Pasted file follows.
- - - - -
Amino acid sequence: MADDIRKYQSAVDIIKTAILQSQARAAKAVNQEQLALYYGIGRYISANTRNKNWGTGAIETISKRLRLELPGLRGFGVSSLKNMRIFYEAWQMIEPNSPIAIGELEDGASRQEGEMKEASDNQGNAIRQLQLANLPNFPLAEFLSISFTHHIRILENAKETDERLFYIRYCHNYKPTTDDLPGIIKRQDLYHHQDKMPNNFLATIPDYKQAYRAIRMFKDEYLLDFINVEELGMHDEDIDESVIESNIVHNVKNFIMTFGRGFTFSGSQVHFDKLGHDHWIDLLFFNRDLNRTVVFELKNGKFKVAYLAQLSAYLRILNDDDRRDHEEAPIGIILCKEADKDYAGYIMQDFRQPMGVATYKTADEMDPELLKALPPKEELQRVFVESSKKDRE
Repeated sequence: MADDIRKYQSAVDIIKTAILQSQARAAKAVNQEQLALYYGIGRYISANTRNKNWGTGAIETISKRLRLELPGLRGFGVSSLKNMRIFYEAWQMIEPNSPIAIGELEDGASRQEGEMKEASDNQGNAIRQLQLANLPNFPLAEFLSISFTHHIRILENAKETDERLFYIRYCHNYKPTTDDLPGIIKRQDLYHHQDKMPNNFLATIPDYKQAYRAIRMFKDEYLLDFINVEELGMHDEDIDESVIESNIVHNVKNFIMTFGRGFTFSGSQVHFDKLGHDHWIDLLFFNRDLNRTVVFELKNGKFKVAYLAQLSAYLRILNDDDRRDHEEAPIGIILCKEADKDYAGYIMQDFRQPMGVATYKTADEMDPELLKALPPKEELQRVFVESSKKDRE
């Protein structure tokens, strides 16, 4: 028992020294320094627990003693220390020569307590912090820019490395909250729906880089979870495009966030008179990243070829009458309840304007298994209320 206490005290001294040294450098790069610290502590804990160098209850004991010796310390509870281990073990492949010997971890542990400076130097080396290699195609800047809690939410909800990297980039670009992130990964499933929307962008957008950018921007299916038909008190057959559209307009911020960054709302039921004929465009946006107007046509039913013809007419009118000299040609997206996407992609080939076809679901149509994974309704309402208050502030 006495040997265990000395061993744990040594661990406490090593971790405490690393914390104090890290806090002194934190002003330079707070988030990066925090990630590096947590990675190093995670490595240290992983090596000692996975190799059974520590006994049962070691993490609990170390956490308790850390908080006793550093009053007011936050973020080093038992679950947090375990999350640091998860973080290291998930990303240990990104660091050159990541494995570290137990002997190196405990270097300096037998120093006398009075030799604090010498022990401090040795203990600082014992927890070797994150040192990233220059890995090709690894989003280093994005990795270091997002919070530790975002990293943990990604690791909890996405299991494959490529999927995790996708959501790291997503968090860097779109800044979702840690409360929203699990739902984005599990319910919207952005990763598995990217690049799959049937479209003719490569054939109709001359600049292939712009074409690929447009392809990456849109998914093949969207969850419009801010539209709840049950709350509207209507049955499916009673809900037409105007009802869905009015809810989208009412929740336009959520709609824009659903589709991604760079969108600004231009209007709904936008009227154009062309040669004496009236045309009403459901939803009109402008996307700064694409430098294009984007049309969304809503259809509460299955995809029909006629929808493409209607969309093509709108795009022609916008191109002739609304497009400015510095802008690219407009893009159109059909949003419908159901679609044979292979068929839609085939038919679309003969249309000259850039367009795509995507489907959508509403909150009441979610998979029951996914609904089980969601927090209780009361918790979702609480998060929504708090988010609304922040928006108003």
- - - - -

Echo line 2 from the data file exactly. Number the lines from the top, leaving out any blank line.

Repeated sequence: MADDIRKYQSAVDIIKTAILQSQARAAKAVNQEQLALYYGIGRYISANTRNKNWGTGAIETISKRLRLELPGLRGFGVSSLKNMRIFYEAWQMIEPNSPIAIGELEDGASRQEGEMKEASDNQGNAIRQLQLANLPNFPLAEFLSISFTHHIRILENAKETDERLFYIRYCHNYKPTTDDLPGIIKRQDLYHHQDKMPNNFLATIPDYKQAYRAIRMFKDEYLLDFINVEELGMHDEDIDESVIESNIVHNVKNFIMTFGRGFTFSGSQVHFDKLGHDHWIDLLFFNRDLNRTVVFELKNGKFKVAYLAQLSAYLRILNDDDRRDHEEAPIGIILCKEADKDYAGYIMQDFRQPMGVATYKTADEMDPELLKALPPKEELQRVFVESSKKDRE